2024 Dynasty Fantasy Football Rookie Draft: Veteran Trade Edition, Round Two

Ken Kelly

With rookie drafts now underway, I came up with an idea I wanted to explore. Over the years, we’ve had tons of questions (literally tons if I was to print them all and weigh them) in regards to draft pick trade value. In fact, we got so many we decided to create the Dynasty Trade Analyzer to help you out. However, this still remains a relevant topic and I was curious about one thing myself this year – what would a rookie draft look like if every pick was traded for a veteran player. In other words, no rookies could actually be taken and every pick would have to be traded for an established player based on its perceived value.

With that in mind, I used our Dynasty Trade Analyzer to determine just what these draft picks may be worth and to give you an idea of what kind of veteran player you could expect to get with each pick. If you have one of these rookie picks, this is extremely valuable information to know as you can evaluate your risk tolerance and prepare accurately for your draft. With that in mind, here’s round one of our “Veteran Trade Edition Rookie Draft” designed to give you a clearer look at just what you may be able to get with each of the rookie picks you may have.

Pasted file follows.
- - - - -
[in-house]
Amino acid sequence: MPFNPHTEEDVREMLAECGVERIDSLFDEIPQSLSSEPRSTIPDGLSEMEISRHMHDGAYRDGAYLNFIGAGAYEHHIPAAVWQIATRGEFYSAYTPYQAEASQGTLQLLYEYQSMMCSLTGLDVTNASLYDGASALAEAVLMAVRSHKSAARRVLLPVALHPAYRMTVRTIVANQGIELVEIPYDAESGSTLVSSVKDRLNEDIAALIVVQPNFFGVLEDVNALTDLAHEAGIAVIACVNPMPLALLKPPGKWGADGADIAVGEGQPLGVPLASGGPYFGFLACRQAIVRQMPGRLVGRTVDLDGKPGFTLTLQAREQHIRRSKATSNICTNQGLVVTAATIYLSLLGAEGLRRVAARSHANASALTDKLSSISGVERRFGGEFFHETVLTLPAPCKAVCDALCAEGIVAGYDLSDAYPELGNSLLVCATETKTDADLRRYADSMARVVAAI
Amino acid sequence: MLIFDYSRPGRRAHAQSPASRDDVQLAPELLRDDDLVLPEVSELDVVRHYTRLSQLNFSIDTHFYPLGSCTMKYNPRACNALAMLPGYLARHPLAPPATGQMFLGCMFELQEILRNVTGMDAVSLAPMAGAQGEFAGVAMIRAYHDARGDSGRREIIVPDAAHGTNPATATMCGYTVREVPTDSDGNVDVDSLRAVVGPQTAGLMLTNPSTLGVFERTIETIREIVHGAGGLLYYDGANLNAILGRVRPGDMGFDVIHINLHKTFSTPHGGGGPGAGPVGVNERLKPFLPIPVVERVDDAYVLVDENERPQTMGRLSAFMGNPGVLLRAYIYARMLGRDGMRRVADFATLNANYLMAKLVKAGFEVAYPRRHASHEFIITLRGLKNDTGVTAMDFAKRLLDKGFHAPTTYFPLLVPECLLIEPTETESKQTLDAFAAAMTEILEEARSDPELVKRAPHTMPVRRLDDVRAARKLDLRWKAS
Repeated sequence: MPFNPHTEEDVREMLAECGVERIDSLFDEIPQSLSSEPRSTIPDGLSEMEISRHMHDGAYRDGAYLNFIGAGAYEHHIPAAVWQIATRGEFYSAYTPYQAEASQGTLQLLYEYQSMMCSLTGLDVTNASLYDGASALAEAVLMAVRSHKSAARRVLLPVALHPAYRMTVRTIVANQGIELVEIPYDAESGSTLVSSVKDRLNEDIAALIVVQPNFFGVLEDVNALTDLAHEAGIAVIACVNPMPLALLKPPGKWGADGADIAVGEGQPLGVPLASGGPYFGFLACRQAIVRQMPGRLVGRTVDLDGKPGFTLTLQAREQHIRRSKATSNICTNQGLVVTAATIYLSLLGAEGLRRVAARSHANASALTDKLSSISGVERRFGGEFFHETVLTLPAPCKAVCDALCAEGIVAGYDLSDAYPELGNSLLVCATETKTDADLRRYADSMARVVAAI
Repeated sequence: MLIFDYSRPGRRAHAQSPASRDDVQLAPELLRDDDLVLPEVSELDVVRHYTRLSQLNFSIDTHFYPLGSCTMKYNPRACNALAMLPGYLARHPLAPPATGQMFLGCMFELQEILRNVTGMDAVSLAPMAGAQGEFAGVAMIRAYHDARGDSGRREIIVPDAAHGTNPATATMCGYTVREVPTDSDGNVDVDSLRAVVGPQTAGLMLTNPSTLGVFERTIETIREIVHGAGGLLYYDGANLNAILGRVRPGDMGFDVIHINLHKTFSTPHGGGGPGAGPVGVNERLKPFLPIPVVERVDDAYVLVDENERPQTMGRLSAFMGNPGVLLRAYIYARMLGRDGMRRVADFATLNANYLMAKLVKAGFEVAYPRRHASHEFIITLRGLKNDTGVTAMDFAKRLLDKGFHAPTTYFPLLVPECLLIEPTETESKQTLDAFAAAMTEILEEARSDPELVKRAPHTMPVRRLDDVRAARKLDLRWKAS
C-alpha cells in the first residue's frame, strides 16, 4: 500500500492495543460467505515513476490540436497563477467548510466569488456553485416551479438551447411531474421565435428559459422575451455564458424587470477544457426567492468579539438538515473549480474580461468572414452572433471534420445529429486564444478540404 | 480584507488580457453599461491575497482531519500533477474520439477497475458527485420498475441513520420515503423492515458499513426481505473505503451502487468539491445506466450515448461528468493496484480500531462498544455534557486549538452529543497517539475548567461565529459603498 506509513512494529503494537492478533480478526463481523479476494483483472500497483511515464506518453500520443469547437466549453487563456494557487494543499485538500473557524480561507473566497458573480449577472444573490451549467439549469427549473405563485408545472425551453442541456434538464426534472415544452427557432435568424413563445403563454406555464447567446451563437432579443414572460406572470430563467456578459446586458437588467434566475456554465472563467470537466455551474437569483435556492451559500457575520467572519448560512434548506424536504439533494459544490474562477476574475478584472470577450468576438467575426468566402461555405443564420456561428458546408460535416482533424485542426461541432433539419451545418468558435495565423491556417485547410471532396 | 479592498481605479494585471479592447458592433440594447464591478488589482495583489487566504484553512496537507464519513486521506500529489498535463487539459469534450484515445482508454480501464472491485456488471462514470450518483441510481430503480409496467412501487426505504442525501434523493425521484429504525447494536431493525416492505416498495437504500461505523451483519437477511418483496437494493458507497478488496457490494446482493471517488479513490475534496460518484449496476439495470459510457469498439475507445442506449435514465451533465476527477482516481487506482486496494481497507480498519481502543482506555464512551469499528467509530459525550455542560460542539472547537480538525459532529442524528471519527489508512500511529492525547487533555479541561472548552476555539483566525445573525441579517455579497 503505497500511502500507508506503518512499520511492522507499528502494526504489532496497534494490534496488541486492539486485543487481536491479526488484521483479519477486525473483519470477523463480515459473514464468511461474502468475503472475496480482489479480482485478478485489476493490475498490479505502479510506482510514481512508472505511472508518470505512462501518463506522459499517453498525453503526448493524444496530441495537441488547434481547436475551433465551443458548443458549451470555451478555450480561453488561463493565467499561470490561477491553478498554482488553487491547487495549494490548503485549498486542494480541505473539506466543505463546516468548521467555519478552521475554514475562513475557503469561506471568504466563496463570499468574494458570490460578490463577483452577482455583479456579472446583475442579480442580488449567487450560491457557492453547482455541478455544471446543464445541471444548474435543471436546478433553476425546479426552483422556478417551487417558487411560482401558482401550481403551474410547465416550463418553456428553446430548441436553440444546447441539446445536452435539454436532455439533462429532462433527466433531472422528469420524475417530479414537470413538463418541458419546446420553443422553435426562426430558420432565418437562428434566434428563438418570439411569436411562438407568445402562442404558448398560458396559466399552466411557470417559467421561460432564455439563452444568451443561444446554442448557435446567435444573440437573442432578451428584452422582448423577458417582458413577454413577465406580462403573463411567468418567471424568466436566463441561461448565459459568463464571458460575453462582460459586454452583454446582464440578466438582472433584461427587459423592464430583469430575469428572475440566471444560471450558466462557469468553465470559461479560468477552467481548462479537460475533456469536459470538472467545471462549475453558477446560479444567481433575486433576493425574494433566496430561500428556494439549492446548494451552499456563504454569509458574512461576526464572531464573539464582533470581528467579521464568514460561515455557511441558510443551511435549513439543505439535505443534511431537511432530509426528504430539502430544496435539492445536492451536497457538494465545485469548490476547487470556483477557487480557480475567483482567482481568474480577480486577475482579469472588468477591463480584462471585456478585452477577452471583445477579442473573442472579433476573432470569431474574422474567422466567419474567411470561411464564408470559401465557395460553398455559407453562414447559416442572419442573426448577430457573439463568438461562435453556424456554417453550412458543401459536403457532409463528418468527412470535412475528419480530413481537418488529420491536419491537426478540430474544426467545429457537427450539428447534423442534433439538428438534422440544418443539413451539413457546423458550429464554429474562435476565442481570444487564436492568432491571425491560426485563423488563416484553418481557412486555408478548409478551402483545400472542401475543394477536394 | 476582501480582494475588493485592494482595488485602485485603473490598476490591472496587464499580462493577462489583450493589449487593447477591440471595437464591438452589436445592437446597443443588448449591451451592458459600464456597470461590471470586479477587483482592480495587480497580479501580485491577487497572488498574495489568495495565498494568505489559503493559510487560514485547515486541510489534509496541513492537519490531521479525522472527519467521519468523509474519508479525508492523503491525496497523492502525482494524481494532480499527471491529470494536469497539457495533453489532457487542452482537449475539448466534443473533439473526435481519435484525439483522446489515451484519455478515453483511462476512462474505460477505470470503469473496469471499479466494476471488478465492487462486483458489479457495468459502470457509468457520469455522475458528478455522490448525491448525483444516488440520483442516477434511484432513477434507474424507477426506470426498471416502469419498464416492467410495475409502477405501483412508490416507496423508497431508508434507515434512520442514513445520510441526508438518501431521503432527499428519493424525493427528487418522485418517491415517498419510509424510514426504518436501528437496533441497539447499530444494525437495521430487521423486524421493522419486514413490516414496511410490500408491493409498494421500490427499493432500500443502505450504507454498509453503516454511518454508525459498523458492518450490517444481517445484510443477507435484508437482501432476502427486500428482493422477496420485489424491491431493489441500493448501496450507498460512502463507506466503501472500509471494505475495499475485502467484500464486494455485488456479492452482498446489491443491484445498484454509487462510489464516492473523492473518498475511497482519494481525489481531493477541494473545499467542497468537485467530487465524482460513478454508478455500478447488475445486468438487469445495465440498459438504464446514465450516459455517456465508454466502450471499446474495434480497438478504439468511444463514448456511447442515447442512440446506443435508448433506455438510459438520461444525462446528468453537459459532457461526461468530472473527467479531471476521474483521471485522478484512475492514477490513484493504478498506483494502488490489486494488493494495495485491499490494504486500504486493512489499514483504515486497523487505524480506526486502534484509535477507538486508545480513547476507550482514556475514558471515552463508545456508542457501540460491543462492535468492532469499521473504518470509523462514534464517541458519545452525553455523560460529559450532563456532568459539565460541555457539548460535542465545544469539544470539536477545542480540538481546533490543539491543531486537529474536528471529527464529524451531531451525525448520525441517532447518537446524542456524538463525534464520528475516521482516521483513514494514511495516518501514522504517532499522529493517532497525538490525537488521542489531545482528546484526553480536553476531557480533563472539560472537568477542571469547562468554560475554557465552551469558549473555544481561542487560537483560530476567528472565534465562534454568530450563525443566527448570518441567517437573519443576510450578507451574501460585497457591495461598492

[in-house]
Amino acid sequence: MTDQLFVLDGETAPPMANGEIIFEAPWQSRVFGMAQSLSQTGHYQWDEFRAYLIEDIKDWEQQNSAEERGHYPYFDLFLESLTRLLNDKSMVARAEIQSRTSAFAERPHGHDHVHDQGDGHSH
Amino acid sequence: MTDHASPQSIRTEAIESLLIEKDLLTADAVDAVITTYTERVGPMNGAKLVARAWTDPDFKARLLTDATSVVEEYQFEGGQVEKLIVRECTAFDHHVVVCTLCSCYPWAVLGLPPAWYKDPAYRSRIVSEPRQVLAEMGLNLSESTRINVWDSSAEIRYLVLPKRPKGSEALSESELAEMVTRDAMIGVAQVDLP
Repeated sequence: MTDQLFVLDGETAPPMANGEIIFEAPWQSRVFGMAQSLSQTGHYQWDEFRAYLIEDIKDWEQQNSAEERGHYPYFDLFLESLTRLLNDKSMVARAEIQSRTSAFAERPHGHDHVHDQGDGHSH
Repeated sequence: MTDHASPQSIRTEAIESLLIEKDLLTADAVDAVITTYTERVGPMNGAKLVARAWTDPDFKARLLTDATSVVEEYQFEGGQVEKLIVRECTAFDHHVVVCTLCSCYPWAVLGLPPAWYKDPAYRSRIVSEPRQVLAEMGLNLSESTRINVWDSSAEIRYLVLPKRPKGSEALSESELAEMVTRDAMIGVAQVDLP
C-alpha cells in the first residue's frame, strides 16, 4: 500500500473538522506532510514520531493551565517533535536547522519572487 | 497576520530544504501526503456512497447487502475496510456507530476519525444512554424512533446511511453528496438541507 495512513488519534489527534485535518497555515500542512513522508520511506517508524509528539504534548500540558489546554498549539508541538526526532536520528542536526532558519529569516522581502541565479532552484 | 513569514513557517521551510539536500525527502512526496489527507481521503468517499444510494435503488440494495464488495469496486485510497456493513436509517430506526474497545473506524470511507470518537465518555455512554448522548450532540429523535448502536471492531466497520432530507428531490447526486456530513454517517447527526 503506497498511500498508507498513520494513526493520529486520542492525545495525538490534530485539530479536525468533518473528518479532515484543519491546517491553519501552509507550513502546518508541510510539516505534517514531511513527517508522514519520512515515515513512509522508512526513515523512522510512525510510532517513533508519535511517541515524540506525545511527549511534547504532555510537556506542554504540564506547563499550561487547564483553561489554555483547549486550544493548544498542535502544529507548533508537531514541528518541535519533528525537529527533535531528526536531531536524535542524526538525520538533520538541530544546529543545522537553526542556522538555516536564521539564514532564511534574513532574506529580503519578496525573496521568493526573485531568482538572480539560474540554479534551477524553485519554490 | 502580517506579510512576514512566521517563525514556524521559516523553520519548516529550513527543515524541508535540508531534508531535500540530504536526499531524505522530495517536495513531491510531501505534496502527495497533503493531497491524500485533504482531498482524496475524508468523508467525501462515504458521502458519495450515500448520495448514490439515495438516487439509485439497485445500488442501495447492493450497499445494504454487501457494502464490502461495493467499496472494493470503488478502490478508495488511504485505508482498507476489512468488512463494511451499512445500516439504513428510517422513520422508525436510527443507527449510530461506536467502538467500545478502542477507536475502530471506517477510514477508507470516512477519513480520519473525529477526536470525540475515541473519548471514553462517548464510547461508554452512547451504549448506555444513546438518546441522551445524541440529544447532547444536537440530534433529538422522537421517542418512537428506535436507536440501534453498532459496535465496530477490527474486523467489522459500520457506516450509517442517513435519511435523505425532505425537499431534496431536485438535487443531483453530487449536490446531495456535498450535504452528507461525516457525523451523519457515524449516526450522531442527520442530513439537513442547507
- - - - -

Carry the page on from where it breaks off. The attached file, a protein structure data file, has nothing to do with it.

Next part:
If you missed out on round one, make sure you catch it here.

2.01 = Terry McLaurin, WR WAS
Rookie options: Jayden Daniels, Adonai Mitchell, Xavier Legette
Other options: Zach Charbonnet, Amari Cooper

There’s some irony with this pick because a lot of it could revolve around what you really think about Jayden Daniels. This pick should be right in the range for you to get a receiver like McLaurin. However, if you believe McLaurin’s value is going to be stable (or even on the rise), that means you likely believe in Daniels, who you would also likely be able to snag in this range. If not, your rookie choices look like they are going to include some second tier wideouts like Mitchell and Legette. This is also the range where you could conceivably be trading a pick here for a future first – yet another thing to think about.

2.02 = Keenan Allen, WR CHI
Rookie options: Adaonai Mitchell, Xavier Legette, Roman Wilson
Other option: Rhamondre Stevenson

If you need a veteran option, Allen could be a nice get for this pick. However, if you’re sitting at the 2.02 with your own draft pick, that means you had a tough year and you’re likely more than one player away from competing. If you don’t spin this pick for a future #1 or a veteran, receivers like Mitchell, Legette or Roman Wilson are all likely options here. They each have a path to targets but none are sure things, either. This is a tough pick to have but you can take a chance on another receiver if you took a more elite-level prospect like Malik Nabers in this slot in round one.

2.03 = Derrick Henry, RB BAL
Rookie options: Xavier Legette, Roman Wilson, Ja’Lynn Polk
Other option: Christian Kirk